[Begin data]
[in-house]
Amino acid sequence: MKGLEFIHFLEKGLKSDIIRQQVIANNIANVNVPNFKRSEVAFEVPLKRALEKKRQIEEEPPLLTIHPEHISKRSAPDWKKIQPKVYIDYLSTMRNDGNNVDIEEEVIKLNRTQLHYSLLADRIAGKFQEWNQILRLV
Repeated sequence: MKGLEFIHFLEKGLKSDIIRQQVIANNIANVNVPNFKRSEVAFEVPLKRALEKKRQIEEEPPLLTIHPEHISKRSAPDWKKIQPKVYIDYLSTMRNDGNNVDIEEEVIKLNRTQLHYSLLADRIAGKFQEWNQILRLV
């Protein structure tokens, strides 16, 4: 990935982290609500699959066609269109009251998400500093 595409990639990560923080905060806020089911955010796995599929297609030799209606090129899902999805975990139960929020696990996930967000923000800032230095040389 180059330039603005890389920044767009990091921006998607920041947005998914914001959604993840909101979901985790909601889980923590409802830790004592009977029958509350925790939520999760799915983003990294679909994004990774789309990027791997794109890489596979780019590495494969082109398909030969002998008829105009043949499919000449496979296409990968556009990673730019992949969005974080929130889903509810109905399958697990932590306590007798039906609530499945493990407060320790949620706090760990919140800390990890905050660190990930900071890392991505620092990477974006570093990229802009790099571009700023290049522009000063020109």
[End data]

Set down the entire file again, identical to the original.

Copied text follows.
[in-house]
Amino acid sequence: MKGLEFIHFLEKGLKSDIIRQQVIANNIANVNVPNFKRSEVAFEVPLKRALEKKRQIEEEPPLLTIHPEHISKRSAPDWKKIQPKVYIDYLSTMRNDGNNVDIEEEVIKLNRTQLHYSLLADRIAGKFQEWNQILRLV
Repeated sequence: MKGLEFIHFLEKGLKSDIIRQQVIANNIANVNVPNFKRSEVAFEVPLKRALEKKRQIEEEPPLLTIHPEHISKRSAPDWKKIQPKVYIDYLSTMRNDGNNVDIEEEVIKLNRTQLHYSLLADRIAGKFQEWNQILRLV
């Protein structure tokens, strides 16, 4: 990935982290609500699959066609269109009251998400500093 595409990639990560923080905060806020089911955010796995599929297609030799209606090129899902999805975990139960929020696990996930967000923000800032230095040389 180059330039603005890389920044767009990091921006998607920041947005998914914001959604993840909101979901985790909601889980923590409802830790004592009977029958509350925790939520999760799915983003990294679909994004990774789309990027791997794109890489596979780019590495494969082109398909030969002998008829105009043949499919000449496979296409990968556009990673730019992949969005974080929130889903509810109905399958697990932590306590007798039906609530499945493990407060320790949620706090760990919140800390990890905050660190990930900071890392991505620092990477974006570093990229802009790099571009700023290049522009000063020109």